Today’s post is a guest blog from the lovely Sarah Liu, fellow writer and freelance editor! As the title suggests, she’s going to chat about five common editing problems, and how to avoid them.
Hi all! I’m Sarah, and I’m an editor who works a lot with indie novels. Claerie invited me onto her blog to talk with you about the editing problems I encounter most often. I’m going to focus on things that will consistently have you producing better drafts, the kinds editors want to work with, the kinds that get editors excited about focusing on the important thing: the story.
- Sending me your first draft. Let’s compare this to a home renovation project. Say I want to hire a contractor to put in new laminate flooring in my living room. But I don’t clean anything. I don’t move the furniture. There are shoes and piles of laundry on the floor. Obviously, these kinds of things aren’t within the contractor’s scope. Will they do it if you pay them extra? Maybe. Editors who work with indie authors are more likely to accept rough drafts. But a good editor, like good contractor, will tell you what your tasks are to prepare the “room” (manuscript) before they can even begin working. A project rate is often quoted with consideration to the condition of the manuscript. So if you send an editor your first draft, you will almost certainly be paying more. And you will be paying more for things that you shouldn’t really have to be paying for—the editor to clean up your room before they even get to the story.
This is true at any level of editing. The contractor metaphor relates more directly to a developmental/structural editor. But the same goes for line editing or copyediting. The better condition your manuscript is in, the lower your rate will likely be, and the more your editor will be focused on the areas of your manuscript that you weren’t able to fix up yourself—you know, the reason you hired an editor in the first place.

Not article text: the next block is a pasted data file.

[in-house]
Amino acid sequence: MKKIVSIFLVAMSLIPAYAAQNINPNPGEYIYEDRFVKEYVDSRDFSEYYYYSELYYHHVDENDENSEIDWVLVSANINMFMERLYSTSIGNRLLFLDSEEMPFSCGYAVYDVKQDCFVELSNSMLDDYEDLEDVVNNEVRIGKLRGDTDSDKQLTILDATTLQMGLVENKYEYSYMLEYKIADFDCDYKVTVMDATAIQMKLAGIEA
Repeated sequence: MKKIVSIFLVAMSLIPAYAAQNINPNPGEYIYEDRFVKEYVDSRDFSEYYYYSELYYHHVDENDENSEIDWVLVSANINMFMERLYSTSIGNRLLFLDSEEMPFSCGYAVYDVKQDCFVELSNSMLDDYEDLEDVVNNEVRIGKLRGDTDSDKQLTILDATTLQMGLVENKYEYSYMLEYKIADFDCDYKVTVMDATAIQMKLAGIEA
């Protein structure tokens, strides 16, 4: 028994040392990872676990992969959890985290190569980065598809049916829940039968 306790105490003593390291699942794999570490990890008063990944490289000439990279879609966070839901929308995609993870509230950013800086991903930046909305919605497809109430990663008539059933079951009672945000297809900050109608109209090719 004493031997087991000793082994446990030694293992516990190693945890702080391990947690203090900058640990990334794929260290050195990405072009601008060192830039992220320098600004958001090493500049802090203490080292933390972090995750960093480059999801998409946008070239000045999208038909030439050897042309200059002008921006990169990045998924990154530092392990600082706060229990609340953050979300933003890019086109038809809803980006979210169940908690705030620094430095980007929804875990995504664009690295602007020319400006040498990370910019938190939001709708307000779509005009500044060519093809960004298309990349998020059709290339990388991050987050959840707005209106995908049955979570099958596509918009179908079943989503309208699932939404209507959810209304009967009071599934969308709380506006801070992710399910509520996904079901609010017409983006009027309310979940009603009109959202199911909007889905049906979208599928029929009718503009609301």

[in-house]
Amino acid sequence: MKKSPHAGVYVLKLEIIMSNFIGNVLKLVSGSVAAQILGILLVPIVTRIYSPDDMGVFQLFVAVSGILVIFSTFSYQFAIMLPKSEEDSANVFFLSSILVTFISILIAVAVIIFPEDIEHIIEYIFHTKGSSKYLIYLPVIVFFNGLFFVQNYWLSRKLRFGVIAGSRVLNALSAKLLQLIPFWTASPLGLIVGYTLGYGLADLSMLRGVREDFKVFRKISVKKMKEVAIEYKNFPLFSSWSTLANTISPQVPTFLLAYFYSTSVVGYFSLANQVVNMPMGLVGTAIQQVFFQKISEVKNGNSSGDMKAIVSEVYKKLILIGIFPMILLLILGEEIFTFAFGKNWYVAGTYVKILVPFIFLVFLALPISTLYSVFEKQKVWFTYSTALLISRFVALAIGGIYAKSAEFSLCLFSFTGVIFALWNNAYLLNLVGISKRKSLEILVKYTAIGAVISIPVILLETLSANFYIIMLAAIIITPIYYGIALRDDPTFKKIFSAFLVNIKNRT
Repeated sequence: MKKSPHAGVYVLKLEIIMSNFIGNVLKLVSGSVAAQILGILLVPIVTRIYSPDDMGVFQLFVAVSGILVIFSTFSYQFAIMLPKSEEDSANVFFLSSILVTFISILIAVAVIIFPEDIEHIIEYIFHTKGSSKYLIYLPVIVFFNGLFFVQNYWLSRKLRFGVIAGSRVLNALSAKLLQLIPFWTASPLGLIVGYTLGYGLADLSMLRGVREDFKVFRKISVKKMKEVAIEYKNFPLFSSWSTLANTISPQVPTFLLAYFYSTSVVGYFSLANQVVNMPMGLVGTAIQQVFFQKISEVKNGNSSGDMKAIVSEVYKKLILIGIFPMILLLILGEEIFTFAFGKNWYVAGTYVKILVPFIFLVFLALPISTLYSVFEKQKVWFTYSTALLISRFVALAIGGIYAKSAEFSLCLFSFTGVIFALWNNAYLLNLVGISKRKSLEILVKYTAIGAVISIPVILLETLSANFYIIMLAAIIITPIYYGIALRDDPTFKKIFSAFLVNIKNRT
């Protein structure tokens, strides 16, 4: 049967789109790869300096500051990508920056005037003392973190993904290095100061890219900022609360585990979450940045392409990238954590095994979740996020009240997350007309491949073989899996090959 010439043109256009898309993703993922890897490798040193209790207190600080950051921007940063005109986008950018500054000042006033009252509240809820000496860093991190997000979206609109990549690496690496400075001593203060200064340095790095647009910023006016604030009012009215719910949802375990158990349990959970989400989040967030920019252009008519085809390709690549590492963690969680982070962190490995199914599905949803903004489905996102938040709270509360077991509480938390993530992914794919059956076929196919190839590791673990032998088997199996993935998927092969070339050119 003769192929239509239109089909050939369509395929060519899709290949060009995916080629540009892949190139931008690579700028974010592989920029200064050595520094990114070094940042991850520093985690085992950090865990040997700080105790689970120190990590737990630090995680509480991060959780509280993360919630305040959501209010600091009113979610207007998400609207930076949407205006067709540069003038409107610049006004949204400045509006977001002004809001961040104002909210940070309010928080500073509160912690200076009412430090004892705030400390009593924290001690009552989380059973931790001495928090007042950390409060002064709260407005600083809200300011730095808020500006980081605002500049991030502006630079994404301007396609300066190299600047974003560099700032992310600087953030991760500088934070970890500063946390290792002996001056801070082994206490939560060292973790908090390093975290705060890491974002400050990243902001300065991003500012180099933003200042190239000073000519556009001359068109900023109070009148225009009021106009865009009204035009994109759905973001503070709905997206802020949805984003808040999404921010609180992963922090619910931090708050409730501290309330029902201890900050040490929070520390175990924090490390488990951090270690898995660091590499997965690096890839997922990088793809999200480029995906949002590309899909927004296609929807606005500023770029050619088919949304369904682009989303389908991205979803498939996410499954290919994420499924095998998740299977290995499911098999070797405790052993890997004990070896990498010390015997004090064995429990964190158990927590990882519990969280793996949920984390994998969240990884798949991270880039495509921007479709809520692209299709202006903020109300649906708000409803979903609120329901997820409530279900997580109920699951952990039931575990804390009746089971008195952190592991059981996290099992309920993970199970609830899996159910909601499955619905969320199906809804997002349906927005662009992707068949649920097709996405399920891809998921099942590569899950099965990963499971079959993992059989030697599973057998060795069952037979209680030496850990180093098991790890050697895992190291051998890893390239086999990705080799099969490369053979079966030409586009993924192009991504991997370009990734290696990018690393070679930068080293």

So, revise, revise, revise. Unless you’re Kerouac incarnate. Then send me your first draft.
- Uncontrolled psychic distance. I could write an entire blog post about this, but many people already have. This is a good one if you want to read more about it. If you’re an author, one of the first things you often decide is what point of view you want to use. And if you’re setting out to write, it’s one of the first things you learn about. Point of view relates to who is telling us the information and how much of the information they have. But that’s really only the first step. Psychic distance is a term coined by John Gardner in the book The Art of Fiction. You can think of it as the balance between the narrator’s voice and the character’s voice. If you have a third person limited narrator and the POV character’s thoughts seem to blend with the narration, that’s considered a close psychic distance. You could almost imagine that sort of narration as first person. There are great examples at that blog post that I linked above. But the point of psychic distance isn’t that you have to choose one or maintain a certain level throughout a manuscript. It’s that you need an awareness of it. You can’t jump from a fable-like narrative directly into stream-of-consciousness writing. You’ll throw of your reader and confuse them, leaving them wondering who is doing the talking.
Close psychic distance is a great tool to help you show and not tell. The reader has access to a character’s direct sensory information. Newbie writers often recognize this and attempt to sprinkle it liberally throughout their manuscript. But you can’t do that. You must navigate naturally from one level to the next. The narrative should flow between levels. Jumping around abruptly is just as distracting as head-hopping.
- Formatting Dialogue Incorrectly. Finally, an easy one! Formatting dialogue is something that is straightforward and learnable. Yet, I find myself as an editor spending an inordinate amount of time on the task. Once learned, the rules of dialogue become so natural, they almost disappear as a problem at all. So let’s get the major ones down: